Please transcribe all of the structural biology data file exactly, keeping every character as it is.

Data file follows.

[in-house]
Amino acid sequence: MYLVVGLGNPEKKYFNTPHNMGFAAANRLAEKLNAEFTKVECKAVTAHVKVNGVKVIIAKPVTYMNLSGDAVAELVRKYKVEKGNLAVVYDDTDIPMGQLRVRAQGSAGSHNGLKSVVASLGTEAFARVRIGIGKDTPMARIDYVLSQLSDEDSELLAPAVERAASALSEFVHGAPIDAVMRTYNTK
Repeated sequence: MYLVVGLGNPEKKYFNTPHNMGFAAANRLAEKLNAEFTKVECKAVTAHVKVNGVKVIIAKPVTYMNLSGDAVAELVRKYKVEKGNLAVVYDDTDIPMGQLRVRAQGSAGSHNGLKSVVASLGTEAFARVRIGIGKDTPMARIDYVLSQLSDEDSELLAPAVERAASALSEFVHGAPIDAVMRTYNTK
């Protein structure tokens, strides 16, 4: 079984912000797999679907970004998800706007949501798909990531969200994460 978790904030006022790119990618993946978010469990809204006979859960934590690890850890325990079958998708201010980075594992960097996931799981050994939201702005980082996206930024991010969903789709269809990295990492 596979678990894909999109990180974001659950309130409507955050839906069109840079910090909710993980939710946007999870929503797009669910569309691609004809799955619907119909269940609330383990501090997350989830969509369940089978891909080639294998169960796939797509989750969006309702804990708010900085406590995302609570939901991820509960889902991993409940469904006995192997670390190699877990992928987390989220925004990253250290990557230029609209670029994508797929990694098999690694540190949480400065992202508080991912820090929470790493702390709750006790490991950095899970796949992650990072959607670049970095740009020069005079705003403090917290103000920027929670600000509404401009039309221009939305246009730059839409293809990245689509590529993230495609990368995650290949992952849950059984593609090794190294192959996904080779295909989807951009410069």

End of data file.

[in-house]
Amino acid sequence: MYLVVGLGNPEKKYFNTPHNMGFAAANRLAEKLNAEFTKVECKAVTAHVKVNGVKVIIAKPVTYMNLSGDAVAELVRKYKVEKGNLAVVYDDTDIPMGQLRVRAQGSAGSHNGLKSVVASLGTEAFARVRIGIGKDTPMARIDYVLSQLSDEDSELLAPAVERAASALSEFVHGAPIDAVMRTYNTK
Repeated sequence: MYLVVGLGNPEKKYFNTPHNMGFAAANRLAEKLNAEFTKVECKAVTAHVKVNGVKVIIAKPVTYMNLSGDAVAELVRKYKVEKGNLAVVYDDTDIPMGQLRVRAQGSAGSHNGLKSVVASLGTEAFARVRIGIGKDTPMARIDYVLSQLSDEDSELLAPAVERAASALSEFVHGAPIDAVMRTYNTK
């Protein structure tokens, strides 16, 4: 079984912000797999679907970004998800706007949501798909990531969200994460 978790904030006022790119990618993946978010469990809204006979859960934590690890850890325990079958998708201010980075594992960097996931799981050994939201702005980082996206930024991010969903789709269809990295990492 596979678990894909999109990180974001659950309130409507955050839906069109840079910090909710993980939710946007999870929503797009669910569309691609004809799955619907119909269940609330383990501090997350989830969509369940089978891909080639294998169960796939797509989750969006309702804990708010900085406590995302609570939901991820509960889902991993409940469904006995192997670390190699877990992928987390989220925004990253250290990557230029609209670029994508797929990694098999690694540190949480400065992202508080991912820090929470790493702390709750006790490991950095899970796949992650990072959607670049970095740009020069005079705003403090917290103000920027929670600000509404401009039309221009939305246009730059839409293809990245689509590529993230495609990368995650290949992952849950059984593609090794190294192959996904080779295909989807951009410069």